The images of the brains helped researchers correctly identify those with autism with 94 percent accuracy, says Nicholas Lange, an associate professor of psychiatry at Harvard Medical School and one of the study authors.

"No one has measured what we measured," says Lange of the MRI test he and Dr. Janet Lainhart from the University of Utah developed.

While previous studies using different types of scans have been able to identify people with autism, Lange says, "no one has looked at it [the brain] the way we have and no one has gotten these type of results."

Lange is quick to caution that this type of test is not yet ready for prime time. "We do not want to give anyone false hopes that this is ready for the clinic yet. This method, this test, needs to be tried [and confirmed] with many more subjects outside our laboratory," he says. Plus, the research needs to be expanded to many more study participants and tried on younger people with autism and those who are not as high-functioning as the subjects in this first trial.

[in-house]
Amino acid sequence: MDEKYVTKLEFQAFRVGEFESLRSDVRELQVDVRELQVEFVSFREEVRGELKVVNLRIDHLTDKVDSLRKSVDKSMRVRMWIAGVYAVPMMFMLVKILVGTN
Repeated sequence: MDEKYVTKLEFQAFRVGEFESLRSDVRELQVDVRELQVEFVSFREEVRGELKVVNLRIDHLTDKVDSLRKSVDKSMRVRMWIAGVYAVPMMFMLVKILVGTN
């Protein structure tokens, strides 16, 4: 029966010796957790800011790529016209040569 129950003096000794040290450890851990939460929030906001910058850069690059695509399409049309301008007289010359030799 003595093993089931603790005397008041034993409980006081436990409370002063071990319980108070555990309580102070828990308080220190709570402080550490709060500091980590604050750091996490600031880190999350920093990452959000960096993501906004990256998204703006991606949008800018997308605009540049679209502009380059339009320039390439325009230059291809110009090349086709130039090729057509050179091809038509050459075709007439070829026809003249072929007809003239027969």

It is interesting and points to the physical nature of autism, which I consider important. If we can map which areas of the brain are at work (or not at work) in autism, that might help us with everything from therapies to prevention.

Thursday, December 2, 2010

The Skeptical OB: Autism and mother-blame

The Skeptical OB: Autism and mother-blame

It's an interesting read, especially the comments. I'm not going to add much, beyond a simple observation: When people don't trust a medical doctor and Harvard instructor, I'm no longer as stunned as I once was.

It is also clear from the comments that people can get confused when they don't read carefully. A good blog post, if you read it carefully.